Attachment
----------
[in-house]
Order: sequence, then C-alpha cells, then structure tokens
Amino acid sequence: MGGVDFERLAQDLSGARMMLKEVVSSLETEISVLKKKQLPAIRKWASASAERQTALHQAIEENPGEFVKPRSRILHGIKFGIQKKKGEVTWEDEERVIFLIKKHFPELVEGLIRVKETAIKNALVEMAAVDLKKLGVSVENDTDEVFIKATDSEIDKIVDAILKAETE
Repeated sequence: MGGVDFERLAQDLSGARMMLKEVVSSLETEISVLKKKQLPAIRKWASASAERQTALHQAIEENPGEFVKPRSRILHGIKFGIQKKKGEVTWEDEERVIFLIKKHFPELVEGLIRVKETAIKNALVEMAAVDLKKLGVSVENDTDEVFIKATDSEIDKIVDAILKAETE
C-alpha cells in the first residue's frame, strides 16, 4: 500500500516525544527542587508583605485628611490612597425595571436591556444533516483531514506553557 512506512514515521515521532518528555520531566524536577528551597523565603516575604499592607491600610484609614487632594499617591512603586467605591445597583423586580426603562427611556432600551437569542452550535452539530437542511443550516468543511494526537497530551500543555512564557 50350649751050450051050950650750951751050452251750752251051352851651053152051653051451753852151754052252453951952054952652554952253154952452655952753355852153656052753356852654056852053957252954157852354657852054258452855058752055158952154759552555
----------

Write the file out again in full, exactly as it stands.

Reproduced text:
[in-house]
Order: sequence, then C-alpha cells, then structure tokens
Amino acid sequence: MGGVDFERLAQDLSGARMMLKEVVSSLETEISVLKKKQLPAIRKWASASAERQTALHQAIEENPGEFVKPRSRILHGIKFGIQKKKGEVTWEDEERVIFLIKKHFPELVEGLIRVKETAIKNALVEMAAVDLKKLGVSVENDTDEVFIKATDSEIDKIVDAILKAETE
Repeated sequence: MGGVDFERLAQDLSGARMMLKEVVSSLETEISVLKKKQLPAIRKWASASAERQTALHQAIEENPGEFVKPRSRILHGIKFGIQKKKGEVTWEDEERVIFLIKKHFPELVEGLIRVKETAIKNALVEMAAVDLKKLGVSVENDTDEVFIKATDSEIDKIVDAILKAETE
C-alpha cells in the first residue's frame, strides 16, 4: 500500500516525544527542587508583605485628611490612597425595571436591556444533516483531514506553557 512506512514515521515521532518528555520531566524536577528551597523565603516575604499592607491600610484609614487632594499617591512603586467605591445597583423586580426603562427611556432600551437569542452550535452539530437542511443550516468543511494526537497530551500543555512564557 50350649751050450051050950650750951751050452251750752251051352851651053152051653051451753852151754052252453951952054952652554952253154952452655952753355852153656052753356852654056852053957252954157852354657852054258452855058752055158952154759552555